2. Objectives

Therefore, the aim of this study was to investigate the effect of eight weeks of combined exercise on retinol binding protein 4, fatty acid-binding protein and lipopocalin-2 in diabetic women.

3. Methods

The study population of this quasi-experimental study comprised all women with diabetes mellitus who referred to the Bojnourd Diabetes Association from May to June 2017, from whom 18 available volunteers were selected as the study samples. In order to implement the present research, first the researcher referred to the Bojnourd Diabetes Association. After explaining the implementation process for the person in charge, the list of people referring to the Bojnourd Diabetes Association was prepared and, after coordination by calling and holding an advisory session, the implementation of the present study was described for all the patients and the volunteers to participate in the research were registered. Eventually, 18 volunteers were selected as the samples of study.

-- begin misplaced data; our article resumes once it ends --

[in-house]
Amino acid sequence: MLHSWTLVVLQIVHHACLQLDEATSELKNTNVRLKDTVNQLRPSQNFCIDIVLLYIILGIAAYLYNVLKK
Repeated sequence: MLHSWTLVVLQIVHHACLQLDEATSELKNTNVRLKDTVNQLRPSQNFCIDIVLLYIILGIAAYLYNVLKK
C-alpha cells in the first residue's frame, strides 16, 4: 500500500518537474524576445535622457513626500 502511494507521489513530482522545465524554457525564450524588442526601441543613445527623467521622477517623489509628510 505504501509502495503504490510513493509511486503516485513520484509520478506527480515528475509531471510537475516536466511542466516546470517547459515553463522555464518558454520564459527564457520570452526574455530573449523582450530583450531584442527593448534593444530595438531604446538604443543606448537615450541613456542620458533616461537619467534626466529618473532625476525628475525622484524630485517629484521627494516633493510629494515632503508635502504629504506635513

The inclusion criteria were fasting blood glucose between 150 and 250 mg/dL, type 2 diabetes based on a doctor’s diagnosis and at least three years elapsed since diagnosis. The exclusion criteria comprised renal, cardiovascular, parathyroid or digestive diseases and insulin use.

All the subjects were asked to refrain from high intensity physical activity for 48 hours. After this time, according to the preset schedule, all the subjects were asked to be present at the laboratory between 7:00 am and 8:00 am. At first, the demographic and anthropometric characteristics such as age, height and weight were obtained, and then 5 cc of blood was drawn from the arterial vein in fasting state. Afterwards, based on body mass index (BMI), the subjects were assigned to two homogeneous groups of combined training and control.